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40 Years of BookTalk

On the 18th June 1982, a few days after the launch of the Ipswich and Suffolk Book League, a newsletter, two pages of typed A4, was posted out to members. The first paragraph of what was headed ISBL NEWS, read:


‘FIRST, welcome to membership of Ipswich and Suffolk Book League. Thank you for joining. Immediately after the public launch on 7th June we had sixty members. Recruitment goes forward steadily and it is important that it should do so, because we must have sound membership and financial bases to be able to support a varied programme throughout Suffolk, and a ‘newspaper’ by means of which we can all keep in touch. So, will you please do what you can to interest your friends and acquaintances in joining? We should aim to have 200 members by the end of September, if possible, to make our future reasonably secure.’


The second newsletter was sent out in September 1982, edited by Peter Labdon, then County Librarian of Suffolk and a member of the executive committee of the National Book League. It declared that the newsletter should have the name BOOK TALK and this newsletter became issue No. 2.


This manually typed version continued until issue No. 82 in the autumn of 1996 after which a form of desktop publishing, including some occasional colour, was used until issue No.167 published in July 2016. From the summer of 2017 BookTalk went upmarket with the next ten issues, Nos. 168-177, being printed in a glossy format of 24 A5 pages.


The production of BookTalk hadn’t always been plain sailing. One particular crisis came in late 2012 when the editor wrote under the headline ‘The Future of Book Talk’:

‘I am sure (or hope) that many of you will have realised that the September edition of BookTalk did not appear. What you may not know is that for the whole of its existence BookTalk has been printed and distributed for us by the Suffolk County Council Libraries Department (in all its many guises) over the last 30 years. This cheerful and efficient support has been a marvellous subsidy for us, but with the transfer of the libraries to the new IPS [Industrial and Provident Society] things will have to change; quite understandably the IPS cannot commit to subsidising another organisation when they are trying to save so much money themselves to maintain essential frontline services. They have very kindly allowed us to produce this latest edition [no.149] under their auspices, for which we are very grateful.’


Two solutions were submitted for members’ consideration. One was to reduce the number of printed and posted issues and to look at making savings elsewhere, the second was to send each issue on email as a pdf for the members to print out themselves. The latter solution was not popular, and other savings were made. It was another ten years before printing and postage costs were mostly eliminated when at the beginning of 2022 BookTalk went online, available to members immediately on publication via our website with past editions, at present going back to issue No. 168, accessible to all.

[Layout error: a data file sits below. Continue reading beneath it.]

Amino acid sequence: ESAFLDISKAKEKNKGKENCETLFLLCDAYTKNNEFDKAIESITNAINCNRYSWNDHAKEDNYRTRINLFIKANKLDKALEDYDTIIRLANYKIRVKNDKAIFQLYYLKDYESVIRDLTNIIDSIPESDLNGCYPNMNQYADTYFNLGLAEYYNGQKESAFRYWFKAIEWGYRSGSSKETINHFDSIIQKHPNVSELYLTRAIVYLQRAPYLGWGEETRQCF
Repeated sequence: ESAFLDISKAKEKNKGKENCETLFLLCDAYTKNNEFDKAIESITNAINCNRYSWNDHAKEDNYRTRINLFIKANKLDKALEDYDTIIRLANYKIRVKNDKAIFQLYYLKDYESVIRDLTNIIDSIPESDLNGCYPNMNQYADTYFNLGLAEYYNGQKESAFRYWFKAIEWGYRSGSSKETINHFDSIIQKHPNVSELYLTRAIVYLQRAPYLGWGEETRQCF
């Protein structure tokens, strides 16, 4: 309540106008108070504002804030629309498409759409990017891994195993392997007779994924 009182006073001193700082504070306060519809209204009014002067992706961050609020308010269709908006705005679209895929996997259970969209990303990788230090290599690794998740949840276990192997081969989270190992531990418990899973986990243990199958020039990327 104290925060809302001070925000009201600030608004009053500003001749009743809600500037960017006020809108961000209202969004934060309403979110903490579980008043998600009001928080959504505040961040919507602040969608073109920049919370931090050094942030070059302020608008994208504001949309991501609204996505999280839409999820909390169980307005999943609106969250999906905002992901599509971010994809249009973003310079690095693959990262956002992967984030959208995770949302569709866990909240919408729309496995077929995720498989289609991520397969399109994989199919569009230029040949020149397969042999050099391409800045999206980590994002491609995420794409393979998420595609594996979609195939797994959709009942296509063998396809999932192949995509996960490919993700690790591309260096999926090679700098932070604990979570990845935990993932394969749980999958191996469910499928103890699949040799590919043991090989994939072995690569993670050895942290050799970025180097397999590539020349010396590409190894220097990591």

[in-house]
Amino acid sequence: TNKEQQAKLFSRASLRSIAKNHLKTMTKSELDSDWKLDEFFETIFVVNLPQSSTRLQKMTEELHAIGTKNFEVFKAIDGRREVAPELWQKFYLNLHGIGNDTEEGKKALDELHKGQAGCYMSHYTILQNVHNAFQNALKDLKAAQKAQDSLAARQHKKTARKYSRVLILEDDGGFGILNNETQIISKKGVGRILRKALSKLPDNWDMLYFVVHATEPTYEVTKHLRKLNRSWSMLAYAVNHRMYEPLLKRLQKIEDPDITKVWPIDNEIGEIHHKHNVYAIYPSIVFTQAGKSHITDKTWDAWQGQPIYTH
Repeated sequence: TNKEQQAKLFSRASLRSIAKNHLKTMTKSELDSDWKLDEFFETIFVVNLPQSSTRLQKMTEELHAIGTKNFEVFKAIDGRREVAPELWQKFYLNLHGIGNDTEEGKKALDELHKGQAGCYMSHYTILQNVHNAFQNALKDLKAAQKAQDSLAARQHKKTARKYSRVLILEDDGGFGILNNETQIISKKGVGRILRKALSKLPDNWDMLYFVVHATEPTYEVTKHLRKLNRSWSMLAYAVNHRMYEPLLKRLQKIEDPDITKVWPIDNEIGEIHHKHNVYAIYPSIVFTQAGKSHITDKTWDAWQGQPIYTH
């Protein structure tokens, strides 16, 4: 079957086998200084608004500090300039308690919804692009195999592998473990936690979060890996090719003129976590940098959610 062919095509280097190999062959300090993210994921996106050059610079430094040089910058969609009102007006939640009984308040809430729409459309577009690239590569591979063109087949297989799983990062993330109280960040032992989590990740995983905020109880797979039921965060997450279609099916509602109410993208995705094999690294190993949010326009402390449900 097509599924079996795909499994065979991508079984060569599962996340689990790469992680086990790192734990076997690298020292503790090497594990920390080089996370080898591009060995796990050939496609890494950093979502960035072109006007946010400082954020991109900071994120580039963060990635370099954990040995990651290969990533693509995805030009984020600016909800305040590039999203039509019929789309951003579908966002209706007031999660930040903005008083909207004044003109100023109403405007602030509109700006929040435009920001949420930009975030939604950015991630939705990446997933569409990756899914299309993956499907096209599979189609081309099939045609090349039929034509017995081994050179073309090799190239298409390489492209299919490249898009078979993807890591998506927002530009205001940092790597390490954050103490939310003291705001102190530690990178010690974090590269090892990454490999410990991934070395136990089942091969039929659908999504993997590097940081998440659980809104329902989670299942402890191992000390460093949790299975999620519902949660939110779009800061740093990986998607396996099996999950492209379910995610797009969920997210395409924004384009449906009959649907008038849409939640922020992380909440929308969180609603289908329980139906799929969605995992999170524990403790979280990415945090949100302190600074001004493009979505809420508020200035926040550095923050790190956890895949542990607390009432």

Since 1982 our lines of communication to our members and other interested parties have changed radically. Apart from email we have our website which first went live in 1998 and our social media platforms including Facebook, Instagram, and Twitter (or whatever it calls itself nowadays). However, BookTalk is still at the heart of the Suffolk Book League, continuing to promote ‘the never ending joys of books and reading’ in the county.


Over the last forty odd years BookTalk has only had a handful of editors. In the beginning, as the newsletter of the Ipswich and Suffolk Book League (ISBL), the editors were Peter Labdon, Dick Tucker and James MacGibbon. The latter was editor in late 1986 when the ISBL became the SBL and continued as such until late 1994 when Anne Parry took over the reins. In 2001 Anne handed them on to Kay McElhinney and she carried it until the end of 2015 when she passed them to Louise Denyer.


In issue no. 166 of Book Talk Brian Morron, on retiring as long standing chair of the Suffolk Book League wrote:


‘In my time as a member of the SBL BookTalk has only had 3 editors: James MacGibbon, Anne Parry and Kay McElhinney. James used BookTalk as a soapbox, filling it with anecdotes, pronouncements and snippets found in other publications. He was not reluctant to drop the occasional name. If he was still with us he would now be writing BookTalk as a blog.


Anne was the first editor to encourage members to contribute, issuing invitations we couldn’t resist, such as to nominate “The book I love to hate”. She forgave me for choosing Anna of the Five Towns. James would almost certainly have chosen Lord of the Rings. Inevitably, Anne also wrote much of BookTalk herself, maintaining a strong editorial voice. She and James had both spent their working lives in publishing.


So, when Kay agreed to succeed Anne she must have been apprehensive. No need. She immediately did what every editor needs to do: she adopted and adapted it so that it was very much her own progeny. In her summaries of past meetings she often found the fascinating nugget which made the reader who’d missed the meeting wish they hadn’t – and occasionally made those who had been there wonder whether they were at the same meeting as Kay. Of course Kay, like her predecessors, has written large parts of BookTalk despite asking others to contribute. Reading BookTalk over the years has been like having a pleasant conversation with a good friend – with other people joining in every now and again.’


More recently, and particularly with the arrival of BookTalk online, production has become much more of a team effort with the result that we have a publication well set for a successful future.


Jeff Taylor











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